This gleaming new, distinctive purple-lighted, lighted fountains spraying in the courtyard, 6,451-seat arena is a public-private partnership between the City of Sugar Land and Ace SL, the new company of Gary Becker of the legendary Houston concert promoter Becker family. The SF Centre is just one of five ultra-ambitious projects that Sugar Land’s city leaders envision will completely transform it from a suburb of Houston into a major city in its own right. The Skeeters’ minor league baseball stadium, a cultural arts center and a recently revealed new conference center and hotel — which will be built right down the street from the new arena eventually — round out the city-changing roster.
On opening night a who’s who of Sugar Land politicians turn out, but more people care about the parking situation (the $15 public parking lots clear in a reasonable timeframe after the first show and as long as you do not wait to get right on one of the US-59 ramps and take a side route around that predictable bottleneck — Highway 6 is a good alternate — you are not stuck in traffic forever).
For openers, it’s hard to complain. The venue has a big-time feel, everything works and people walk away happy.
Seinfeld could have said anything and got laughs. And if you’ve seen him perform in the last two years, his act includes several tent pole bits that haven’t changed much (particularly on his kids and the crazy elaborate bedtime rituals of today). But he still brings it for Sugar Land.
His diatribe on Sucks and Great being much closer together on the spectrum than many realize slices through any clutter with sharp, biting flair. “You go to a baseball game, have a hot dog,” Seinfeld notes. “The hot dog is cold. The bun is not toasted. The vendor is an ex-con on a work-release program.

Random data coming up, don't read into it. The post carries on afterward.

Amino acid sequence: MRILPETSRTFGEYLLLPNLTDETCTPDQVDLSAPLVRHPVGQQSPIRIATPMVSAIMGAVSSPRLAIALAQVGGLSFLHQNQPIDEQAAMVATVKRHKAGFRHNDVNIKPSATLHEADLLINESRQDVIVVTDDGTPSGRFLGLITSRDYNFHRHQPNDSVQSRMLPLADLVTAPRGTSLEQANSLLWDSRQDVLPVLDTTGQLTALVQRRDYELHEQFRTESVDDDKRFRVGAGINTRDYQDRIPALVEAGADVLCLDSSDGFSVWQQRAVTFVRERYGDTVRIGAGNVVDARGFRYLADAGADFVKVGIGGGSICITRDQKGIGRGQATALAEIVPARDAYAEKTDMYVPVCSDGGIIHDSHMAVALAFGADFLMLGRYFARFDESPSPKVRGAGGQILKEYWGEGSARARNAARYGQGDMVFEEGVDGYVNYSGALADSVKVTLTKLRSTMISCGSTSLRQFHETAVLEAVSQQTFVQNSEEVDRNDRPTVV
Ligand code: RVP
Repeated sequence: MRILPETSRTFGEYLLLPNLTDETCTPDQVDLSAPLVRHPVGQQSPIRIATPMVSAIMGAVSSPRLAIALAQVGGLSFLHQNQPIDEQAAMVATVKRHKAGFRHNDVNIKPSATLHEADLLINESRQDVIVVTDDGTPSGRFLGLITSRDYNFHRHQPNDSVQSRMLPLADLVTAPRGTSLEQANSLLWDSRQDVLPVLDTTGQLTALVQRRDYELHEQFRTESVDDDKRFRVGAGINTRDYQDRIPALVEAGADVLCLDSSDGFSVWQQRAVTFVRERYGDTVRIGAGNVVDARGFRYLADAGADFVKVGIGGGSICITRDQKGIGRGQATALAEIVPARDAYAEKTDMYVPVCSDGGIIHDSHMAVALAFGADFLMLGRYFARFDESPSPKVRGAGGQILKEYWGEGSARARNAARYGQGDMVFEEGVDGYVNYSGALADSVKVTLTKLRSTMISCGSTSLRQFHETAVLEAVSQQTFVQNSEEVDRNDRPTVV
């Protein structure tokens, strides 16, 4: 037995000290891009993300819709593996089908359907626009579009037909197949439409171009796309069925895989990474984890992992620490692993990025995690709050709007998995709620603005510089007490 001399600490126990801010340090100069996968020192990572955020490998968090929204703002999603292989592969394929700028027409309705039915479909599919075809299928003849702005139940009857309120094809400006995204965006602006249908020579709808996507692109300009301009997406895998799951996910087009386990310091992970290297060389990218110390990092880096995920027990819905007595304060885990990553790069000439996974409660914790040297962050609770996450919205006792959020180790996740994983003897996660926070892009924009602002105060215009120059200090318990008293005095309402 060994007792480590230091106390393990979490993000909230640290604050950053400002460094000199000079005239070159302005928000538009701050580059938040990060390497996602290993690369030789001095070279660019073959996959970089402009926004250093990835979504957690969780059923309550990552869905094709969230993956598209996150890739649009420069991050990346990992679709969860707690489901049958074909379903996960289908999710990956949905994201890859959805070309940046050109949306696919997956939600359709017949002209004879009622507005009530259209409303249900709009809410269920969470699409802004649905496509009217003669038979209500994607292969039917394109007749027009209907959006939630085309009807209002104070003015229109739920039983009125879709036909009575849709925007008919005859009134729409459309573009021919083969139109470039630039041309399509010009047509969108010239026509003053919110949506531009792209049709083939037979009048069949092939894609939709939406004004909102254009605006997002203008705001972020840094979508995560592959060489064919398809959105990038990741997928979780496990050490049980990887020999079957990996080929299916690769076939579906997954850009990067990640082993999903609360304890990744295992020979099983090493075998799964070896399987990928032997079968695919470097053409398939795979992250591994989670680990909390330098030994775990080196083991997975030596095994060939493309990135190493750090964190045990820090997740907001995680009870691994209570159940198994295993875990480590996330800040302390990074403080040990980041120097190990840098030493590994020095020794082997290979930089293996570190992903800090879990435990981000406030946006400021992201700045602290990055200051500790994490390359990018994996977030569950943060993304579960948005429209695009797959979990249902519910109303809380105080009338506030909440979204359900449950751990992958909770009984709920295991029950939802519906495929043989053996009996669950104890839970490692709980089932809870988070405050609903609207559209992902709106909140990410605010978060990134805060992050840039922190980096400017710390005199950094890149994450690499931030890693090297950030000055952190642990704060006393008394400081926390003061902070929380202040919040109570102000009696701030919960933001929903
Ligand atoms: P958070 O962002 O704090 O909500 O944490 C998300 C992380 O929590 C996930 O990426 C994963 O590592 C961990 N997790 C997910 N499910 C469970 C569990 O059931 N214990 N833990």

“You love that hot dog every single time! Does it suck? Yes! Is it great? Yes! That’s how close they are.”
The 62-year-old Seinfeld also shows how underrated his physical comedy is. Seinfeld rules the stage — on this night, a simple setup of one microphone, one black stool and one glass of water — with full-on body gestures and contortions that drive home points almost as much as his words.
Seinfeld may not be Bruce Springsteen, but he works up a sweat during a 70-something minute set like this one.
Of course, the sometime Master of His Domain himself would joke that this is all just an elaborate way to fill time — the gaps in life as Seinfeld calls it. “People say life is too short,” Seinfeld says. “I say it’s way too long.”
Needless to say, Seinfeld is not buying the hype — on any of it.
“This is a meaningless, bogus, non-necessary, hyped up non-special event that a lot of people worked very hard to put together just to fill some time,” Seinfeld deadpans of his night in Sugar Land.
Even the men who made this night possible — three generations of Beckers (Gary, his 84-year-old father Allen, his college-age son), Sugar Land mayor Joe Zimmerman and all the other movers and shakers — probably cannot help but smile in the crowd at this one.
Sugar Land’s arrived. Jerry Freaking Seinfeld is dissing it. Who would have ever thought they’d see the day?
Editor’s note: For more on the Smart Financial Centre, read our exclusive insider’s look at the new arena.